When you access Facebook from a computer, mobile phone or other device, Facebook may collect information from that device about your browser type, location, and IP address, as well as the pages you visit.


Whenever you authorize a Facebook-enhanced application or website, Facebook receives information from them, including information about actions you take. In some cases,  Facebook may receive a limited amount of information even before you authorize the application or website.  Facebook may institute programs with third parties in which they share information with Facebook.  Facebook can ask advertisers to tell them how you responded to ads.  Facebook may receive information about whether or not you’ve seen or interacted with certain ads on other sites.


Facebook collects information about you from other Facebook users, such as when a friend tags you in a photo or video, provides friend details, or indicates a relationship with you.


To "manage the service."  Facebook is also going to act as judge, jury, and executioner as they claim they will use this information to  "prevent potentially illegal activities,"  and to enforce their Statement of Rights and Responsibilities. They also use a variety of systems to "detect and address anomalous activity."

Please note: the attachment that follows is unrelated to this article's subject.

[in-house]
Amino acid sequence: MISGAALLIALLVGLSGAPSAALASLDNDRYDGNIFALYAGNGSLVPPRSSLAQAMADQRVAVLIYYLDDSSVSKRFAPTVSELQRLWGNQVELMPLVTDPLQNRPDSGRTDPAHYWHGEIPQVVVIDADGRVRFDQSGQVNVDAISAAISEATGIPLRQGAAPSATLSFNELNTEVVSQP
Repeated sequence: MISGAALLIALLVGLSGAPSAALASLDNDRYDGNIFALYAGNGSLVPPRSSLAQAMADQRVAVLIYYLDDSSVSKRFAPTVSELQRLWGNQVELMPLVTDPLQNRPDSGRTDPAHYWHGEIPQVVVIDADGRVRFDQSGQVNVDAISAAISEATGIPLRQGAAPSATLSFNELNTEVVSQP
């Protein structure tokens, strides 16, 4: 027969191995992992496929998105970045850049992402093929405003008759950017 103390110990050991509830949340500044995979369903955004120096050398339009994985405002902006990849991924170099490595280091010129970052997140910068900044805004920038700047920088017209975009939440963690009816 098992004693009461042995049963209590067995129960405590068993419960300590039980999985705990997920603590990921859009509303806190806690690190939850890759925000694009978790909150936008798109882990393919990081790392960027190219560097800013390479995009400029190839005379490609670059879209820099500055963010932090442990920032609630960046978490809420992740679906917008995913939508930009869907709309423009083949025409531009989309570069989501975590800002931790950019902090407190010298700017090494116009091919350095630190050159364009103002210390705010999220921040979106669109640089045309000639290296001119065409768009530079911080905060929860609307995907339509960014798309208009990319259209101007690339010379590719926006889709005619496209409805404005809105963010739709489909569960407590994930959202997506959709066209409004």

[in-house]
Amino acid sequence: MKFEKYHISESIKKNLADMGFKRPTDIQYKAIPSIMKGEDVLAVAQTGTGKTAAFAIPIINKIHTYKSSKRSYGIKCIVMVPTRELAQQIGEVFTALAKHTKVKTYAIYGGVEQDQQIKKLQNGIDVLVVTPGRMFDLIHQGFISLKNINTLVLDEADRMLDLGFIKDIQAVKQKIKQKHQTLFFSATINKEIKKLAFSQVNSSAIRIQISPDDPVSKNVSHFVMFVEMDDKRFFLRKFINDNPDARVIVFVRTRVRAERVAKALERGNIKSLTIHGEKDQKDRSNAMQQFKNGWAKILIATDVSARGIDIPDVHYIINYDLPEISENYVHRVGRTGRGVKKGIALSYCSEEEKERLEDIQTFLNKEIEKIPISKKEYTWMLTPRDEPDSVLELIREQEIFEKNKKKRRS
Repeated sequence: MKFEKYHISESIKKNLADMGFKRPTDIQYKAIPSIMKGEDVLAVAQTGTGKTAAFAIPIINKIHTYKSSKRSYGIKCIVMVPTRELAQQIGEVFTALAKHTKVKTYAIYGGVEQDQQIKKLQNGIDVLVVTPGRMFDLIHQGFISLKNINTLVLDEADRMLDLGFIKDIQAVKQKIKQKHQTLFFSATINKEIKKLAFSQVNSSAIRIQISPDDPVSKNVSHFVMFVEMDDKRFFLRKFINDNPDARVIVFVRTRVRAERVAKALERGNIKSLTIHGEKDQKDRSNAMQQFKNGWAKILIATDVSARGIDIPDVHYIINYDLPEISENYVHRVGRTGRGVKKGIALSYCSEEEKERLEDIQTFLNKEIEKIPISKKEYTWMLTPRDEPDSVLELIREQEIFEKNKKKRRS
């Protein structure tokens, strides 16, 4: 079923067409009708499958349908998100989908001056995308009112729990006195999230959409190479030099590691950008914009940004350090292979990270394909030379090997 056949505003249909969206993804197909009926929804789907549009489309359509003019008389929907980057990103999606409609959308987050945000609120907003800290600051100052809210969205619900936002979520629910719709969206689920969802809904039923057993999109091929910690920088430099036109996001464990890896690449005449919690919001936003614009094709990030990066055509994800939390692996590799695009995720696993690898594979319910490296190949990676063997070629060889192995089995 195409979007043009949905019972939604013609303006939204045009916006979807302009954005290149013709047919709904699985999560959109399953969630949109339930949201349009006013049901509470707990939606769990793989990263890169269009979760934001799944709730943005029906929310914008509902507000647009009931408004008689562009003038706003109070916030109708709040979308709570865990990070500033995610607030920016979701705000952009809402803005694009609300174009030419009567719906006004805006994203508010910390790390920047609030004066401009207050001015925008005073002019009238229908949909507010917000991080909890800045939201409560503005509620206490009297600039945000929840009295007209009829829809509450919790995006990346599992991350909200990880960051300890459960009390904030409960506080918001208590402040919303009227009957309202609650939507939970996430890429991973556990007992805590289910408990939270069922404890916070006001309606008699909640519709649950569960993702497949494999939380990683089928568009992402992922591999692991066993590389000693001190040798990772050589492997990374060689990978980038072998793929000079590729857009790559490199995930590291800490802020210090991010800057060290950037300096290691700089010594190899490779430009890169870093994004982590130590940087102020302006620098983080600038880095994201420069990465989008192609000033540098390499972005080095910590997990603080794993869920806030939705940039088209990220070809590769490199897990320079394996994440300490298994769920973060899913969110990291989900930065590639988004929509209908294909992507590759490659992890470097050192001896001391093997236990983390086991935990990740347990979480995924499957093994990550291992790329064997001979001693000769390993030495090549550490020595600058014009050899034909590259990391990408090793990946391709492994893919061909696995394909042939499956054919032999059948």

Facebook may disclose information pursuant to subpoenas, court orders, or other requests (including criminal and civil matters)....They may also share information when they have a good faith belief it is necessary.......to protect themselves and you from people violating their Statement of Rights and Responsibilities. This may include sharing information with other companies, lawyers, courts or government entities.